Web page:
SecRuleRemoveById phpids-17
  SecRuleRemoveById phpids-20
  SecRuleRemoveById phpids-21
  SecRuleRemoveById phpids-30
  SecRuleRemoveById phpids-61
</LocationMatch>

<LocationMatch "/wp-admin/admin-ajax.php">
  SecRuleRemoveById 300015 300016 300017 950907 950005 950006 960008 960011 960904 959006
  SecRuleRemoveById phpids-17
  SecRuleRemoveById phpids-20
  SecRuleRemoveById phpids-21
  SecRuleRemoveById phpids-30
  SecRuleRemoveById phpids-61
</LocationMatch>

<LocationMatch "/wp-admin/page.php">
  SecRuleRemoveById 300015 300016 300017 950907 950005 950006 960008 960011 960904
  SecRuleRemoveById phpids-17
  SecRuleRemoveById phpids-20
  SecRuleRemoveById phpids-21
  SecRuleRemoveById phpids-30
  SecRuleRemoveById phpids-61
</LocationMatch>

<LocationMatch "/wp-admin/options.php">
  SecRuleRemoveById 300015 300016 300017 950907 950005 950006 960008 960011 960904 959006
  SecRuleRemoveById phpids-17
  SecRuleRemoveById phpids-20
  SecRuleRemoveById phpids-21
  SecRuleRemoveById phpids-30
  SecRuleRemoveById phpids-61
</LocationMatch>

<LocationMatch "/wp-admin/theme-editor.php">
  SecRuleRemoveById 300015 300016 300017 950907 950005 950006 960008 960011 960904 959006
  SecRuleRemoveById phpids-17
  SecRuleRemoveById phpids-20
  SecRuleRemoveById phpids-21
  SecRuleRemoveById phpids-30
  SecRuleRemoveById phpids-61
</LocationMatch>

<LocationMatch "/wp-content/plugins/">
  SecRuleRemoveById 300015 340151 1234234 340153 1234234 300016 300017 950907 950005 950006 960008 960011 960904 959006
  SecRuleRemoveById phpids-17
  SecRuleRemoveById phpids-20
  SecRuleRemoveById phpids-21
  SecRuleRemoveById phpids-30
  SecRuleRemoveById phpids-61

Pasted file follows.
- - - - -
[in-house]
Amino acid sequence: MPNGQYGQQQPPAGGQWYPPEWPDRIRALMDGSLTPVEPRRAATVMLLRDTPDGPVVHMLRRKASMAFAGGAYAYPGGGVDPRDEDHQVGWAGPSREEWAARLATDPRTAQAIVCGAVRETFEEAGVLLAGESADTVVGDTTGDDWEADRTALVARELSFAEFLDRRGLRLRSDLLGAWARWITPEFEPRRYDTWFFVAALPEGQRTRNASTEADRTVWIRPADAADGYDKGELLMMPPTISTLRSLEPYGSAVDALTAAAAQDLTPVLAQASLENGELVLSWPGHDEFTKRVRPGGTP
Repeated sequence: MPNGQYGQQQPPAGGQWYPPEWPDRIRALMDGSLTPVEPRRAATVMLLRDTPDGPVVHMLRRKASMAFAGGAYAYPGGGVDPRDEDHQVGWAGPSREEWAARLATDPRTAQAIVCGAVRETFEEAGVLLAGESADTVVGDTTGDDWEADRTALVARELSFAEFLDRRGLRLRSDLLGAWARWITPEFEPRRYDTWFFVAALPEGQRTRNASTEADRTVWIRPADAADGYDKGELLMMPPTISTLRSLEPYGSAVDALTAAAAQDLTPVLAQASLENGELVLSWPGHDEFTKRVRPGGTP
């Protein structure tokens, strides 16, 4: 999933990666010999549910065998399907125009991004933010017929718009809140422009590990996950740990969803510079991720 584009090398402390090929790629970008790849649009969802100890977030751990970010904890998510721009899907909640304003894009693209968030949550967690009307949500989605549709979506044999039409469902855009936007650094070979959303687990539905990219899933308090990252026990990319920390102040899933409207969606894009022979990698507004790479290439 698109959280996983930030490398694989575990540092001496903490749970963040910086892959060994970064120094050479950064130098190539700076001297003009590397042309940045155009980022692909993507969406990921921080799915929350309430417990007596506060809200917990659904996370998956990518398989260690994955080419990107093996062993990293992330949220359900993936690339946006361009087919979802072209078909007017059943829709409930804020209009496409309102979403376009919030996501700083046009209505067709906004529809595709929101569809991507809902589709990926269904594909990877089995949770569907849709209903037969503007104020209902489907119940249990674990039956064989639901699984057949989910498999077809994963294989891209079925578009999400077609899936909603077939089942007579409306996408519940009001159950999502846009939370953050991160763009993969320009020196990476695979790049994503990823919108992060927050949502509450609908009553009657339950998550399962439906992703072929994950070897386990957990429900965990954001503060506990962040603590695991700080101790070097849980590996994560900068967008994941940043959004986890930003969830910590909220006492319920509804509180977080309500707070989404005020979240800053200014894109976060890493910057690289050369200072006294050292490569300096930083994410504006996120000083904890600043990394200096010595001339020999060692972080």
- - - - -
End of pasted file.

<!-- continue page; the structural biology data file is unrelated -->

</LocationMatch>

<LocationMatch "/wp-includes/">
  SecRuleRemoveById 960010 960012 950006 959006
  SecRuleRemoveById phpids-17
  SecRuleRemoveById phpids-20
  SecRuleRemoveById phpids-21
  SecRuleRemoveById phpids-30
  SecRuleRemoveById phpids-61
</LocationMatch>

<LocationMatch "/wp-content/themes/">
  SecRuleRemoveById 340151 340153 1234234 950006 959006
  SecRuleRemoveById phpids-17
  SecRuleRemoveById phpids-20
  SecRuleRemoveById phpids-21
  SecRuleRemoveById phpids-30
  SecRuleRemoveById phpids-61
</LocationMatch>

<LocationMatch "/wp-cron.php">
SecRuleRemoveById 960015
</LocationMatch>

<LocationMatch "/feed">
SecRuleRemoveById 960015
</LocationMatch>

<LocationMatch "/category/feed">
SecRuleRemoveById 960015
</LocationMatch>

If you have any plugins or themes, you will most likely have to add more rules.

For full documention check out http://www.modsecurity.org/documentation/

Update to block brute force login attempts, please test this beforehand.

<Locationmatch "/wp-login.php">
# Setup brute force detection.
# React if block flag has been set.
SecRule user:bf_block "@gt 0" "deny,status:401,log,id:5000135,msg:'ip address blocked for 5 minutes, more than 10 login attempts in 3 minutes.'"
# Setup Tracking. On a successful login, a 302 redirect is performed, a 200 indicates login failed.
SecRule RESPONSE_STATUS "^302" "phase:5,t:none,nolog,pass,setvar:ip.bf_counter=0,id:5000136"
SecRule RESPONSE_STATUS "^200" "phase:5,chain,t:none,nolog,pass,setvar:ip.bf_counter=+1,deprecatevar:ip.bf_counter=1/180,id:5000137"
SecRule ip:bf_counter "@gt 10" "t:none,setvar:user.bf_block=1,expirevar:user.bf_block=300,setvar:ip.bf_counter=0"
</Locationmatch>
#Drop all connections to wp-login
# This has not been tested
<Locationmatch "/wp-login.php">
SecRule REMOTE_ADDR "^\d" drop,phase:1
</Locationmatch>